Named after a long lost supercontinent, Pangaea Bier Cafe does evoke an appealing mystique. Its charming title and modern-rustic decor are likely not what draw its clientele, though. Most people go there for beers--from something local to wildly exotic, no-nonsense lagers to gimmicky stouts, you can find them all here. Judging from the monumental size of its beer menu, it's quite possible this trendy gastropub carries the largest variety of beers of any bar in Sacramento. What about the food? Well, I ate there only once and it kind of left me scratching my head.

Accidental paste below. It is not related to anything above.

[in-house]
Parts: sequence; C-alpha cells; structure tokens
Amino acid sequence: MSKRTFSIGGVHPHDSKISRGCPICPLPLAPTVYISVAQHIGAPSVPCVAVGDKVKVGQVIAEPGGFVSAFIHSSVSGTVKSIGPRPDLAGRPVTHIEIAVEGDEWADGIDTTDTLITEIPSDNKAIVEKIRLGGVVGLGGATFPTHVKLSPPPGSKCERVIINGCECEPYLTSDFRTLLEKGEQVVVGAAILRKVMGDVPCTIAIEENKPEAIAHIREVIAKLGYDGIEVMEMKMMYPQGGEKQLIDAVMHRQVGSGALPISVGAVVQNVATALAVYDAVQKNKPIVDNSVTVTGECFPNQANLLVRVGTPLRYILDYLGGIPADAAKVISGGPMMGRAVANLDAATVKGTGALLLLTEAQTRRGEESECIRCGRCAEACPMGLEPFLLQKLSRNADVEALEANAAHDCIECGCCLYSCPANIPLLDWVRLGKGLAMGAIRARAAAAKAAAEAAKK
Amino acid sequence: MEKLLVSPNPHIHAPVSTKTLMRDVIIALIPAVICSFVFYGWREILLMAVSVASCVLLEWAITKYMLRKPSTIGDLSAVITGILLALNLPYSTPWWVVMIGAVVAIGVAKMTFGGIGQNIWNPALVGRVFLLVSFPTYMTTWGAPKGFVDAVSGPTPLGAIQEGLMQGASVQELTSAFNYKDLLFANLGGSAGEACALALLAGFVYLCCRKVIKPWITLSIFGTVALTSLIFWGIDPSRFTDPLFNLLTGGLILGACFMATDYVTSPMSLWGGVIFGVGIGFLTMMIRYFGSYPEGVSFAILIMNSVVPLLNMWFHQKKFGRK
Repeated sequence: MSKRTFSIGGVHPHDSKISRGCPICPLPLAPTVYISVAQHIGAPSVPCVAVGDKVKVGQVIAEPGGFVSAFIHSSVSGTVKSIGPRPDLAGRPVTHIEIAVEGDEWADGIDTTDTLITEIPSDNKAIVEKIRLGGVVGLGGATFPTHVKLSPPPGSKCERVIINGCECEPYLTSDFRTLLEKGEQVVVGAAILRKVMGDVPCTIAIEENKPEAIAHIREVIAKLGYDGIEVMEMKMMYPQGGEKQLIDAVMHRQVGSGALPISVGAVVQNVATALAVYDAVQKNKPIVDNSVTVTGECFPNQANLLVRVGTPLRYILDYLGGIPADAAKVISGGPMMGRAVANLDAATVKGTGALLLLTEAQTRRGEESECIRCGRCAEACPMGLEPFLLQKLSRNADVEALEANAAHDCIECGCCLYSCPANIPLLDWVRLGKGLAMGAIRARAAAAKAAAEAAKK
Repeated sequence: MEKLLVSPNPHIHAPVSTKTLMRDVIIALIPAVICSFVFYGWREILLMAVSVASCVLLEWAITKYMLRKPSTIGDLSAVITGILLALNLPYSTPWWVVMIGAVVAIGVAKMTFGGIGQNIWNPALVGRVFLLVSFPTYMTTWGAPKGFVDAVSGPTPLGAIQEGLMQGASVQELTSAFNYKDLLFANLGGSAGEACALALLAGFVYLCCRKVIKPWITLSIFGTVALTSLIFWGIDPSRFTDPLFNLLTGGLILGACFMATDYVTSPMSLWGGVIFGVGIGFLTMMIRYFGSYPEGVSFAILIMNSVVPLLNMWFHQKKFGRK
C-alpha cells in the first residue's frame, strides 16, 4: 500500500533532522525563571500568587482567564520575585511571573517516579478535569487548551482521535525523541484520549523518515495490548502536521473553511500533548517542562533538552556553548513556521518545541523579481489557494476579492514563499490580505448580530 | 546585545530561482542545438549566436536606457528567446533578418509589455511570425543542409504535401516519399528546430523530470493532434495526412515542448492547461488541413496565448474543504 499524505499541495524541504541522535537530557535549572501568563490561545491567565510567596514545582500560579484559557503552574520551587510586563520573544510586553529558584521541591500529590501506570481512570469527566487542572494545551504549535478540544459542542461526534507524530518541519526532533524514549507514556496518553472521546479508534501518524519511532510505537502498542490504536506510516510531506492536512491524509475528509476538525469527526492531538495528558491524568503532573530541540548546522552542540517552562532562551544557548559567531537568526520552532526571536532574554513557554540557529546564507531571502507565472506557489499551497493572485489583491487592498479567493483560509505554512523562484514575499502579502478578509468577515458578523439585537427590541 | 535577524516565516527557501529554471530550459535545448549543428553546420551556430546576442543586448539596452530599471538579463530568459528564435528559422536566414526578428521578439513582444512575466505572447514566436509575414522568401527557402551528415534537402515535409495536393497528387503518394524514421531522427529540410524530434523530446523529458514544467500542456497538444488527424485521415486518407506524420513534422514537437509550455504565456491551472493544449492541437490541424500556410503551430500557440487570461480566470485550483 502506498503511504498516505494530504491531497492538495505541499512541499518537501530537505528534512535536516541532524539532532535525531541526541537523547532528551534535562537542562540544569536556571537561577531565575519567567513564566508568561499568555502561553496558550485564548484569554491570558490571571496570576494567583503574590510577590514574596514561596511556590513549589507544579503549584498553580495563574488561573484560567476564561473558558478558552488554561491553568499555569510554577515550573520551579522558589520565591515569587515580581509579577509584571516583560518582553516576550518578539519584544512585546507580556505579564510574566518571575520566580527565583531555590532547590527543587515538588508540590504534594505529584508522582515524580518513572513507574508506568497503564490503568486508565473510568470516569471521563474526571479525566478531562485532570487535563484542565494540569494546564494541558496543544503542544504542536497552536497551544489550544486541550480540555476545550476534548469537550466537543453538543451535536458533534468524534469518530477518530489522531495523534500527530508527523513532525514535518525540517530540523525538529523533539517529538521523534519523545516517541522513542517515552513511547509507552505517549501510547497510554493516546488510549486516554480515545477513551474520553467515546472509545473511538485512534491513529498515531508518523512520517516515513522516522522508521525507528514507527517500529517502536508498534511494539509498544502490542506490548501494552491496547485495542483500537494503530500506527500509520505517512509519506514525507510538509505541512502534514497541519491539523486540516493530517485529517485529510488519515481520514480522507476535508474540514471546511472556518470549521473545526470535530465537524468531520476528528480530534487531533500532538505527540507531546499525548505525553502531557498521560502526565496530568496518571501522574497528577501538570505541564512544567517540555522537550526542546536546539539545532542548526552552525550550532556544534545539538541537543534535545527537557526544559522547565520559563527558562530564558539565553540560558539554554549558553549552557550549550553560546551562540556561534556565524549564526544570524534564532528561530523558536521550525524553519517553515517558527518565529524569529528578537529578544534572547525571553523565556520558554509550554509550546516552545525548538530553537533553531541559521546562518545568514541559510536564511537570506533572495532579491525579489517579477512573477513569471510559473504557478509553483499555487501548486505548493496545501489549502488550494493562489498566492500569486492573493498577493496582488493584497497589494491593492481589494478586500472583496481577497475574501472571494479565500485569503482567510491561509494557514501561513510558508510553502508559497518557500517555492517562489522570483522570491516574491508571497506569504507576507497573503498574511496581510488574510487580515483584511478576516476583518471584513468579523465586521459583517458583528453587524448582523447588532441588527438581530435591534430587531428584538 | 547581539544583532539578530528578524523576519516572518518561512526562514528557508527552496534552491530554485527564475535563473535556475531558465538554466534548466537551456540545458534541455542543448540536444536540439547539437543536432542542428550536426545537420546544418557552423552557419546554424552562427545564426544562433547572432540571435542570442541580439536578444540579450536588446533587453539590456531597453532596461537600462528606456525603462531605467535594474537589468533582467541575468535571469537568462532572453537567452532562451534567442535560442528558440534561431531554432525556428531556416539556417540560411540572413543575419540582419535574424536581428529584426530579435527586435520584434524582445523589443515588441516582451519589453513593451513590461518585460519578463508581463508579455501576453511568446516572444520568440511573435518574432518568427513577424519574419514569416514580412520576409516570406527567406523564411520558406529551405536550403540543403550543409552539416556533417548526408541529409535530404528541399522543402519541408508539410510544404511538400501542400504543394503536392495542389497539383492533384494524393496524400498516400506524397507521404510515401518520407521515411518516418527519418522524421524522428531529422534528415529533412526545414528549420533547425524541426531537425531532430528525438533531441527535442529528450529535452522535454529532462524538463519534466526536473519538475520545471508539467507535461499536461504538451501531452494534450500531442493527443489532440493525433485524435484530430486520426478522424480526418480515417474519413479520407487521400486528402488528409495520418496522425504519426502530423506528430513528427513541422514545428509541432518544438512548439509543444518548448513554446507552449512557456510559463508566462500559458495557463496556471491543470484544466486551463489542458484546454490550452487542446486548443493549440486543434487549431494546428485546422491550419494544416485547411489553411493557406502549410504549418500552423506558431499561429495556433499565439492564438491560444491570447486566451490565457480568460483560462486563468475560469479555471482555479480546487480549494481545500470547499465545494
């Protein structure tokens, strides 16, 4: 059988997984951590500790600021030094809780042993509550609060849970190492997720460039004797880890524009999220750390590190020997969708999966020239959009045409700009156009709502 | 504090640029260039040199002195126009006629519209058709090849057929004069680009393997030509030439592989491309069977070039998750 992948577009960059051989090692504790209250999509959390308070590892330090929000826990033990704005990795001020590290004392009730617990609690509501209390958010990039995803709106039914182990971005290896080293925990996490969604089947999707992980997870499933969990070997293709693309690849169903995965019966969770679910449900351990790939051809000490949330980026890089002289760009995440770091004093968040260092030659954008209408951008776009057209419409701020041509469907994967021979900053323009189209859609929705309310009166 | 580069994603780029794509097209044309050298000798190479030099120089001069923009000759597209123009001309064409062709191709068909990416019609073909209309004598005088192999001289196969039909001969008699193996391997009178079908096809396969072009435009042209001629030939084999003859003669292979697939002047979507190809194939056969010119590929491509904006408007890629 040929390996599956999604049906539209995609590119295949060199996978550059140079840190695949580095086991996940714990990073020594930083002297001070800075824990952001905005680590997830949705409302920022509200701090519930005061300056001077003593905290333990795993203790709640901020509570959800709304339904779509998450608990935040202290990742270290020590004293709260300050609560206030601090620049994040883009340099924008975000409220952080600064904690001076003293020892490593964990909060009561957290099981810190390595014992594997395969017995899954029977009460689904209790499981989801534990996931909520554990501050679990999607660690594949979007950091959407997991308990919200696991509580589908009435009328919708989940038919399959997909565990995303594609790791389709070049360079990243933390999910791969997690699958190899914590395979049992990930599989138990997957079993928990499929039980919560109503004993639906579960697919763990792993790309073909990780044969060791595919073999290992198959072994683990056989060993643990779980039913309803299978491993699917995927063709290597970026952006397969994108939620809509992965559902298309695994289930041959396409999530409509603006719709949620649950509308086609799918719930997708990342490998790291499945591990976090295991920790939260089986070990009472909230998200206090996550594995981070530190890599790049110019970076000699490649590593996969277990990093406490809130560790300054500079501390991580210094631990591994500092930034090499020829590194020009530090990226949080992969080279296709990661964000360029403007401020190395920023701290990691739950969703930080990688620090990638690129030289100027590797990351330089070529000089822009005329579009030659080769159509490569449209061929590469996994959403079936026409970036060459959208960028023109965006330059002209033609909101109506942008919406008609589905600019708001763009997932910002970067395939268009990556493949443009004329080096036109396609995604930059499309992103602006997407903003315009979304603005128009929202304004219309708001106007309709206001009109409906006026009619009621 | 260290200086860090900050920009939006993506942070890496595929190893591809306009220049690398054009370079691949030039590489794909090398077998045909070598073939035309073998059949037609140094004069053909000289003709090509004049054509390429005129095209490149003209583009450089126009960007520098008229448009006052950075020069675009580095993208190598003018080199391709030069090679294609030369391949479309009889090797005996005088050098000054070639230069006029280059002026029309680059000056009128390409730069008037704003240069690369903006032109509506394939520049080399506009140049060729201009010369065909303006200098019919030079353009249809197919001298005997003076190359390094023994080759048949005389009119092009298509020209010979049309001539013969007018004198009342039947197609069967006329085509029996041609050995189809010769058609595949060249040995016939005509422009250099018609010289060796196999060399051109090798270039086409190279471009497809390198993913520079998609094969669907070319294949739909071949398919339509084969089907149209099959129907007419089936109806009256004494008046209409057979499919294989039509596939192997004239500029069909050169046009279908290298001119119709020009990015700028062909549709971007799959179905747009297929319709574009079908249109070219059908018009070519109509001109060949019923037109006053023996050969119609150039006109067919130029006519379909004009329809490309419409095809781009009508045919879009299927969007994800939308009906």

The mac and cheese, although loaded with bacon goodness, wasn't any more interesting than what a good home cook could whip up. The Pangaea burger stood as the lone winner of the meal. Juicy, well-seasoned, beautifully seared--it deserved a little salute. And then there was that scallop dish. Presentation-wise, it fulfilled what one would expect gastropub food to look like. The artistic spread of grits, the dainty arrangement of verdolagas, the gorgeous golden sear on the scallops and pork belly confit--oh the plate was lovely. Then I ate it, and all my joy met its demise. Keep in mind that I am from Thailand where bold in-your-face flavors are a national frenzy; I cook with fish sauce quite excessively; and I worship salt. Those scallops and pork belly confit, however, epitomized the wrath of the Salt God. It didn't taste too overwhelming after the first few bites, but the saltiness kept building up and building up, and when it reached its crescendo, my tongue was crying for a purifying bath. It was as though they had three different chefs in the kitchen--a nice granny prepared the mac and cheese; Bobby Flay cooked the burger; and a salt sadist was responsible for that gastronomic nightmare. Will I give this restaurant another try? Dunno. Possibly. One thing I hope, though, is that their scallop dish would cease to exist just like the supercontinent of Pangaea.